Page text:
Woe to the land shadowing with wings, which is beyond the rivers of Ethiopia:
2 That sendeth ambassadors by the sea, even in vessels of bulrushes upon the waters, saying, Go, ye swift messengers, to a nation scattered and peeled, to a people terrible from their beginning hitherto; a nation meted out and trodden down, whose land the rivers have spoiled!
3 All ye inhabitants of the world, and dwellers on the earth, see ye, when he lifteth up an ensign on the mountains; and when he bloweth a trumpet, hear ye.
4 For so the Lord said unto me, I will take my rest, and I will consider in my dwelling place like a clear heat upon herbs, and like a cloud of dew in the heat of harvest.
5 For afore the harvest, when the bud is perfect, and the sour grape is ripening in the flower, he shall both cut off the sprigs with pruning hooks, and take away and cut down the branches.
6 They shall be left together unto the fowls of the mountains, and to the beasts of the earth: and the fowls shall summer upon them, and all the beasts of the earth shall winter upon them.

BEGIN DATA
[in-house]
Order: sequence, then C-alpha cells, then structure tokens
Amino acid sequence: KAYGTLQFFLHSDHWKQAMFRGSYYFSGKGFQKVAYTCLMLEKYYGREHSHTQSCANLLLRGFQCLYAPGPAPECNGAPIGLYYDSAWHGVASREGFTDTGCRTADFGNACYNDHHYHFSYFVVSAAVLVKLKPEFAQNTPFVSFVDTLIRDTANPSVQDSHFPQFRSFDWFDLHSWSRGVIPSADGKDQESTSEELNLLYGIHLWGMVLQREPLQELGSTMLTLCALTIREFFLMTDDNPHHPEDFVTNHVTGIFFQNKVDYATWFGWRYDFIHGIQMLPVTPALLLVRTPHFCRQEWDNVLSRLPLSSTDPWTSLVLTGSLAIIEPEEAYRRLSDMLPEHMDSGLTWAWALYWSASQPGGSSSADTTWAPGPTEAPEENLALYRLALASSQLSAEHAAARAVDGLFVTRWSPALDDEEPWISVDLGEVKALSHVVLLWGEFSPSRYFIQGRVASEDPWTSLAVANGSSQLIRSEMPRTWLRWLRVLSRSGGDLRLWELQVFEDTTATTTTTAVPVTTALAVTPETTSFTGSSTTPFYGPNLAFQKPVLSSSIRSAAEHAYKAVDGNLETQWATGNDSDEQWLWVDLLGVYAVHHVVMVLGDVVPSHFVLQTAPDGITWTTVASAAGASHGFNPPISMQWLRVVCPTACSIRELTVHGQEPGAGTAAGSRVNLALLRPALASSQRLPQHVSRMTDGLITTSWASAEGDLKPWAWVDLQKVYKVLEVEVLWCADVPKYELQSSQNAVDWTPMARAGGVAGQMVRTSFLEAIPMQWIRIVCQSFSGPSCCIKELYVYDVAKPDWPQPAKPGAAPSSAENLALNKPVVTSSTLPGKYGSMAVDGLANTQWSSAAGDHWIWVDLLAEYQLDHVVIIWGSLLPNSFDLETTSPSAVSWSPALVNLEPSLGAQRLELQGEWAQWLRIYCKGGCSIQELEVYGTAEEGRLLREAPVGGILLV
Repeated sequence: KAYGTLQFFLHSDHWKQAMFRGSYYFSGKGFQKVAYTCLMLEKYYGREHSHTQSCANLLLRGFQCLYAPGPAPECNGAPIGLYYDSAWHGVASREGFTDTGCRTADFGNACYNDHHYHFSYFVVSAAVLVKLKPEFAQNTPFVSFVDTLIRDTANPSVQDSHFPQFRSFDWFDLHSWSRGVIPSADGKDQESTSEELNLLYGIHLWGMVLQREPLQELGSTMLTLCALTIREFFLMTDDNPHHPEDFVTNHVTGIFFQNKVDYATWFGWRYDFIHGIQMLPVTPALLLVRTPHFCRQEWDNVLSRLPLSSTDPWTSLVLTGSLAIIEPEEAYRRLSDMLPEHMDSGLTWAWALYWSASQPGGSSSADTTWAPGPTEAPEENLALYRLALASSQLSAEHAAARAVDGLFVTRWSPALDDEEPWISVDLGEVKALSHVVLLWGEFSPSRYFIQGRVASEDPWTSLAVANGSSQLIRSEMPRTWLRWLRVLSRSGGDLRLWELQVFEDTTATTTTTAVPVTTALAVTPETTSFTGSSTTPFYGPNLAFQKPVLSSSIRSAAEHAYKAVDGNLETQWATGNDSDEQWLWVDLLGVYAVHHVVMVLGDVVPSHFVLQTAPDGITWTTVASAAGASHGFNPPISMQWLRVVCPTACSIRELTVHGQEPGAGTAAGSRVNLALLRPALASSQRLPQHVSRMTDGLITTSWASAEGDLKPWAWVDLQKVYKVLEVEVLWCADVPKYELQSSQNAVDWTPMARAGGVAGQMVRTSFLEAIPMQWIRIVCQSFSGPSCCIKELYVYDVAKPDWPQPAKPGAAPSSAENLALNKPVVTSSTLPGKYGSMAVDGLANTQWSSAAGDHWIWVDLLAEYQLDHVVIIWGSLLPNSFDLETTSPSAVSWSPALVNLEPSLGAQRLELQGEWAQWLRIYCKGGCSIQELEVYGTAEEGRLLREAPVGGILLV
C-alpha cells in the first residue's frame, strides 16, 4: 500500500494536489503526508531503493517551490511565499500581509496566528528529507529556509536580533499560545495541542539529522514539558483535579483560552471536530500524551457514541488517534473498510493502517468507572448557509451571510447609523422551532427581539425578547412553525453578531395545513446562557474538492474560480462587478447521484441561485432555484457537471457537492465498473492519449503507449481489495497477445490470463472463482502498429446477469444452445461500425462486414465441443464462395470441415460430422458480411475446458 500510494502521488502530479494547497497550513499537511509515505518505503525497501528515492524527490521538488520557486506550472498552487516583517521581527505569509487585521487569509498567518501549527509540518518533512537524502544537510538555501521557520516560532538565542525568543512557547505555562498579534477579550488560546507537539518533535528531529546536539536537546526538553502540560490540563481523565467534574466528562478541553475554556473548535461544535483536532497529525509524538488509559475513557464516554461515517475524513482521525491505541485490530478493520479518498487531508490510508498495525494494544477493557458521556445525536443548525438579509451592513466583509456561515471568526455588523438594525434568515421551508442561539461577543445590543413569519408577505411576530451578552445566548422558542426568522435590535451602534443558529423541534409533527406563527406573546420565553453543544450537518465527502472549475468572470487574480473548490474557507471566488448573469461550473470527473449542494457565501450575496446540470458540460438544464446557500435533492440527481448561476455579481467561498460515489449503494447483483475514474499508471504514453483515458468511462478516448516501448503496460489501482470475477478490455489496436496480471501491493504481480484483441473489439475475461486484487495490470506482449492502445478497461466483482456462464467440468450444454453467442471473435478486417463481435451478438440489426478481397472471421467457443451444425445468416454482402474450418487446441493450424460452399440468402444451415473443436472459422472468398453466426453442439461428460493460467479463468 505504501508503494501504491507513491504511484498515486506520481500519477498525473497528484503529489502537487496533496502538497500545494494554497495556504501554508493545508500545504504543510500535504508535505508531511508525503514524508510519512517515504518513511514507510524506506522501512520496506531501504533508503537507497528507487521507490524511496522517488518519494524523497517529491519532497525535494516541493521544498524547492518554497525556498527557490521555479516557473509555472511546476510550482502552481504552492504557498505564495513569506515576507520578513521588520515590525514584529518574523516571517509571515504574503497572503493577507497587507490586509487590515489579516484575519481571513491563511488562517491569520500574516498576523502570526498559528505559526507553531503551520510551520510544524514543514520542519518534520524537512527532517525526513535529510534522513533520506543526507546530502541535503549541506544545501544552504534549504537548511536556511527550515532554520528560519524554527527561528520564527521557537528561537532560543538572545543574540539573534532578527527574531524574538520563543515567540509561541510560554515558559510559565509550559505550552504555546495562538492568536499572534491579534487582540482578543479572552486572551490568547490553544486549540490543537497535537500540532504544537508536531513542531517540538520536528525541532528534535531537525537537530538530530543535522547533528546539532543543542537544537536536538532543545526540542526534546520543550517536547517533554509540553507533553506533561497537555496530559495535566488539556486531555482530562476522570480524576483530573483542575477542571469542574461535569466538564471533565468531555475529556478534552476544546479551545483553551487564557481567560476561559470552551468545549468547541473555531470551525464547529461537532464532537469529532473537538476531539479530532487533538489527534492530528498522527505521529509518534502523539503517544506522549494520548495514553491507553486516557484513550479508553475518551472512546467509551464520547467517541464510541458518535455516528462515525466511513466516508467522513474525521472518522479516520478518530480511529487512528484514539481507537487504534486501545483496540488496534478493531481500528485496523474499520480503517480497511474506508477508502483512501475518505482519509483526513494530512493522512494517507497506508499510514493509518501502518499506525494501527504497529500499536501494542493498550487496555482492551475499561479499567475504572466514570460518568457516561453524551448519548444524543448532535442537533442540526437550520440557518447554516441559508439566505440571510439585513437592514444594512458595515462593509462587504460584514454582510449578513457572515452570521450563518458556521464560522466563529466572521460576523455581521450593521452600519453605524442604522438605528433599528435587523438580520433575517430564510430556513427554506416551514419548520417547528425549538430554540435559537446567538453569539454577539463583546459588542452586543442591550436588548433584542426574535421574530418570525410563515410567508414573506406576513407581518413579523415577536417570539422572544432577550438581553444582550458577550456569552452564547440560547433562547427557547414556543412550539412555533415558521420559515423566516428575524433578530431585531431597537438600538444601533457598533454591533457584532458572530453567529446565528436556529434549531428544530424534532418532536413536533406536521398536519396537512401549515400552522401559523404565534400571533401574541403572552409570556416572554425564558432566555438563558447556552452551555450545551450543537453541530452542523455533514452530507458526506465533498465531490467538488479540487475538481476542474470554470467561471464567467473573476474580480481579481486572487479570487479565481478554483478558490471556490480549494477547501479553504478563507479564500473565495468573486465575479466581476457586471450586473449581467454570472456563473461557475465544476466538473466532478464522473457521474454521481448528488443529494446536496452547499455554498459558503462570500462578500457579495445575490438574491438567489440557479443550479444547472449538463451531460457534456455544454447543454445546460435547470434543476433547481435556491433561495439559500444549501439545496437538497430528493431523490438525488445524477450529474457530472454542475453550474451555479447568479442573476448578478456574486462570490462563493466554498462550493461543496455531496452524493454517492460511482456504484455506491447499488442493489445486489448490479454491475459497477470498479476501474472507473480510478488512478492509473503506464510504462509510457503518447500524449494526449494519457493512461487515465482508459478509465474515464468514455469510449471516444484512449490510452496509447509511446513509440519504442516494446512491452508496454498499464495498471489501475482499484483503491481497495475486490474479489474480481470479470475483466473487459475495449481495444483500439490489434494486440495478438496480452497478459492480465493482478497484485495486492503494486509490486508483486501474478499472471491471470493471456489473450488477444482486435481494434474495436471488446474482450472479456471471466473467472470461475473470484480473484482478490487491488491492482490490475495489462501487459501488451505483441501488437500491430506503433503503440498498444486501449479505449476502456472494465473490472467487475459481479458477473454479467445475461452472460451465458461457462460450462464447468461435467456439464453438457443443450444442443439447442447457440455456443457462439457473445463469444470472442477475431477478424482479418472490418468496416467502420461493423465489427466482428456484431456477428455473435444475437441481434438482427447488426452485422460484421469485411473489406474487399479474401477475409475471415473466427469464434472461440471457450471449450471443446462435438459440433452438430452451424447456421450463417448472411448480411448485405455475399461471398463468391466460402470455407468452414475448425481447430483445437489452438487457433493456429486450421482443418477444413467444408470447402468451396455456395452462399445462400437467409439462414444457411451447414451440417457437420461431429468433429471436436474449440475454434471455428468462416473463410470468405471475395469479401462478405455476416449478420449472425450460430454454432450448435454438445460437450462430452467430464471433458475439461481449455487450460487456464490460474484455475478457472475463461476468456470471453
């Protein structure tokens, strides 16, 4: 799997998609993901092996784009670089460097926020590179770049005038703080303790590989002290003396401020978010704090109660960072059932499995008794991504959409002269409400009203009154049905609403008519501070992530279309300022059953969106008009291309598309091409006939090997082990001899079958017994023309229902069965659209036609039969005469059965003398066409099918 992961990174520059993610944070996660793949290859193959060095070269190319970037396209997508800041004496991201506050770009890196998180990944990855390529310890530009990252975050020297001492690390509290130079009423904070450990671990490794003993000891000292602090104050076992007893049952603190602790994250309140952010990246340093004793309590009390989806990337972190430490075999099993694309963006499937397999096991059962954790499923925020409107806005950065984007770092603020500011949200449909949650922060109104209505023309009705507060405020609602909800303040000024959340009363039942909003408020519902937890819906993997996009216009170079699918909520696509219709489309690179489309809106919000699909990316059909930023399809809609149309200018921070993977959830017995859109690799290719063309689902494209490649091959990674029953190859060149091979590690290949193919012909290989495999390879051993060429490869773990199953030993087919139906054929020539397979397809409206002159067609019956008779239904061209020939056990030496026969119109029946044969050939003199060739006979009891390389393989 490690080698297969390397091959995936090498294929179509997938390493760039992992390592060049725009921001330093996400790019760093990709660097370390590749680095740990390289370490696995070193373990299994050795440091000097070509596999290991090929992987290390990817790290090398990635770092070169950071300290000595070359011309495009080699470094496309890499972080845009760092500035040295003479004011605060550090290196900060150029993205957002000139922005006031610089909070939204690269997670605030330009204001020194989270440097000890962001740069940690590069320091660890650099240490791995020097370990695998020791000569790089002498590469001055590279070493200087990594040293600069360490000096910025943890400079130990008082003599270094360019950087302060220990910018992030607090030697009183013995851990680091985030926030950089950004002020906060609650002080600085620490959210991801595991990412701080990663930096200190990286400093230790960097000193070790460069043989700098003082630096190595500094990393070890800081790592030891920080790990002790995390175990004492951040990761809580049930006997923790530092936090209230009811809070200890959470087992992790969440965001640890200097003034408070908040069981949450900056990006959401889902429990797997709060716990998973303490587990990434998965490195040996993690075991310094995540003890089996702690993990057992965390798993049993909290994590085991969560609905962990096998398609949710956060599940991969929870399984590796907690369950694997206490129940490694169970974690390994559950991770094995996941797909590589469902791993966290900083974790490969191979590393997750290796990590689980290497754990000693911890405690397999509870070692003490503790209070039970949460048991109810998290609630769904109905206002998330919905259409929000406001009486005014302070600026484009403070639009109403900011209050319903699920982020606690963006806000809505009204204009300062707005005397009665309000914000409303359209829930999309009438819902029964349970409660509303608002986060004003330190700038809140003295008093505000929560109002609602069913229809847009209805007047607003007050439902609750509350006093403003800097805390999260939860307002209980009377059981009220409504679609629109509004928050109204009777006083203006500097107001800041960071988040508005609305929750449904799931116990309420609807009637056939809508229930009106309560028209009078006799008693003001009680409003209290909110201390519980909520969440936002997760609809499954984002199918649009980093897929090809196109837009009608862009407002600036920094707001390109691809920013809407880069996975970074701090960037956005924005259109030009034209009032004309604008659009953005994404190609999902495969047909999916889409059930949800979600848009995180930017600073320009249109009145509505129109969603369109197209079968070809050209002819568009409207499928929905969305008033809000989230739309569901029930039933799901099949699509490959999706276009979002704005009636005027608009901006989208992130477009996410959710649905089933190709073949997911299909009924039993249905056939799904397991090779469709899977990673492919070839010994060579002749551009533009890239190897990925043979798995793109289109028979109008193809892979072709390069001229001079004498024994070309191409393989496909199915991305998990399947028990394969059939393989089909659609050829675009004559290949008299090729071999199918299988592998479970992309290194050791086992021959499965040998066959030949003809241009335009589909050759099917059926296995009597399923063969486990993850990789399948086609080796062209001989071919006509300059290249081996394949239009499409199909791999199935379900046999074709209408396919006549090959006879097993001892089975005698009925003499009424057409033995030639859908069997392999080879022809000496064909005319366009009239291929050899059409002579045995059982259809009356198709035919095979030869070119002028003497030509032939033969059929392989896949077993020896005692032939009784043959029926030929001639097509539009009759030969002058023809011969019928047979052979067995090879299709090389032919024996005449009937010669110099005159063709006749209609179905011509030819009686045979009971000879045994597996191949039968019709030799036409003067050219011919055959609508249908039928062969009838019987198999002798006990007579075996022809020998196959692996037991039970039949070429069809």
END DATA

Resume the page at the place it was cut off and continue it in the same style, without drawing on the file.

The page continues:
7 In that time shall the present be brought unto the Lord of hosts of a people scattered and peeled, and from a people terrible from their beginning hitherto; a nation meted out and trodden under foot, whose land the rivers have spoiled, to the place of the name of the Lord of hosts, the mount Zion.
I have moved far too many times. It seems that just about the time I am finally putting down enough roots that my life seems to be coming together and I am feeling settled, something comes along to cut off those roots and pluck me out of the soil and plop me down in a new field where I have to start all over with the process of putting down roots.
There is a corollary experience in the Bible. In the ultimate sense, no one can put down permanent roots until sin has been destroyed and the earth is made new. This side of eternity, the idea of permanence is relative. Sometimes that is for our good. Isaiah 18 describes how people were looking like they were going to flourish but that God had different plans and cut them off before the harvest could fully ripen. That seems harsh until you notice that it is because they were not planted in God’s holy land. They were planted in the land of the enemy. God stepped in and nipped that in the bud.
Where are you putting down your spiritual roots? Do you need to be transplanted into the Lord’s vineyard?
Karen D. Lifshay
Chorister, Hermiston SDA Church, Oregon USA